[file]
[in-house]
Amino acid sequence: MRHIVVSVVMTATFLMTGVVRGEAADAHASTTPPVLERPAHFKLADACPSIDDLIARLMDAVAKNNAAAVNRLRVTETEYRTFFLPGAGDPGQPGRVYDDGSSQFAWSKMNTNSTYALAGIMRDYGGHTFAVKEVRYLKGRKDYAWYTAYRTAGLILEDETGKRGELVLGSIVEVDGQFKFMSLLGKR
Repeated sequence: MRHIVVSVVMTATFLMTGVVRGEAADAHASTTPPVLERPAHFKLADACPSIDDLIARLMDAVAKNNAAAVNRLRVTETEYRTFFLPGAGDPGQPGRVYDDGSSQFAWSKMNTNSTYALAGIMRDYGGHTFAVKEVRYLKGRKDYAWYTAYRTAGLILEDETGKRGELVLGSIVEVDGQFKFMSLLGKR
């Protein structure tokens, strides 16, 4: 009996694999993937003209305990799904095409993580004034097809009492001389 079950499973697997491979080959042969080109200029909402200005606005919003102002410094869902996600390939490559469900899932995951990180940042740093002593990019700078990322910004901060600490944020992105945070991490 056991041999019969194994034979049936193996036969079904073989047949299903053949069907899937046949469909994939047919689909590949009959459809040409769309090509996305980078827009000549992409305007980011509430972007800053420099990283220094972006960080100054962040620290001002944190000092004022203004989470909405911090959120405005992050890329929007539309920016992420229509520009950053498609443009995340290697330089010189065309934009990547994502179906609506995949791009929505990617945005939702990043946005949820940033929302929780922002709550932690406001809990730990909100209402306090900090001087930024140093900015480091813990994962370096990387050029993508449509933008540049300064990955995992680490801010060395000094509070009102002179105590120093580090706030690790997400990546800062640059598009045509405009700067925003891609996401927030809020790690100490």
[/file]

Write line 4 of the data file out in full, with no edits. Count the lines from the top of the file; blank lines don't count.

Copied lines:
């Protein structure tokens, strides 16, 4: 009996694999993937003209305990799904095409993580004034097809009492001389 079950499973697997491979080959042969080109200029909402200005606005919003102002410094869902996600390939490559469900899932995951990180940042740093002593990019700078990322910004901060600490944020992105945070991490 056991041999019969194994034979049936193996036969079904073989047949299903053949069907899937046949469909994939047919689909590949009959459809040409769309090509996305980078827009000549992409305007980011509430972007800053420099990283220094972006960080100054962040620290001002944190000092004022203004989470909405911090959120405005992050890329929007539309920016992420229509520009950053498609443009995340290697330089010189065309934009990547994502179906609506995949791009929505990617945005939702990043946005949820940033929302929780922002709550932690406001809990730990909100209402306090900090001087930024140093900015480091813990994962370096990387050029993508449509933008540049300064990955995992680490801010060395000094509070009102002179105590120093580090706030690790997400990546800062640059598009045509405009700067925003891609996401927030809020790690100490």